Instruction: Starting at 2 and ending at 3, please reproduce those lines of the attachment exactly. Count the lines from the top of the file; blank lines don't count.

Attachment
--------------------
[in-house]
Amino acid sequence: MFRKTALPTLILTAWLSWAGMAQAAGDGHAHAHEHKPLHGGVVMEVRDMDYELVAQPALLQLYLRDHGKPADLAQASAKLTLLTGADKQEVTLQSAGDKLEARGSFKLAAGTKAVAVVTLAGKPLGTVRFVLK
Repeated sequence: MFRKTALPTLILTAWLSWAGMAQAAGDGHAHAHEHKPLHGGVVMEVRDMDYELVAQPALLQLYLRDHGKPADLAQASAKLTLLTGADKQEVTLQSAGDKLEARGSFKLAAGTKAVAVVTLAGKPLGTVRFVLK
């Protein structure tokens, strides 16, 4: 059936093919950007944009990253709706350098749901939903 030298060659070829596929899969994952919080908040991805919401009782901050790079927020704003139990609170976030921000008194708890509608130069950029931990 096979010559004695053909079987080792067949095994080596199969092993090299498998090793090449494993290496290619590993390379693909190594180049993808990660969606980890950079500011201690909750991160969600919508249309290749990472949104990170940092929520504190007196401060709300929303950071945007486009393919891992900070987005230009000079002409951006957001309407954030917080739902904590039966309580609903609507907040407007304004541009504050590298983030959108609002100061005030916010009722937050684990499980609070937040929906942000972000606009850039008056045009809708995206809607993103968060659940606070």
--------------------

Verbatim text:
Amino acid sequence: MFRKTALPTLILTAWLSWAGMAQAAGDGHAHAHEHKPLHGGVVMEVRDMDYELVAQPALLQLYLRDHGKPADLAQASAKLTLLTGADKQEVTLQSAGDKLEARGSFKLAAGTKAVAVVTLAGKPLGTVRFVLK
Repeated sequence: MFRKTALPTLILTAWLSWAGMAQAAGDGHAHAHEHKPLHGGVVMEVRDMDYELVAQPALLQLYLRDHGKPADLAQASAKLTLLTGADKQEVTLQSAGDKLEARGSFKLAAGTKAVAVVTLAGKPLGTVRFVLK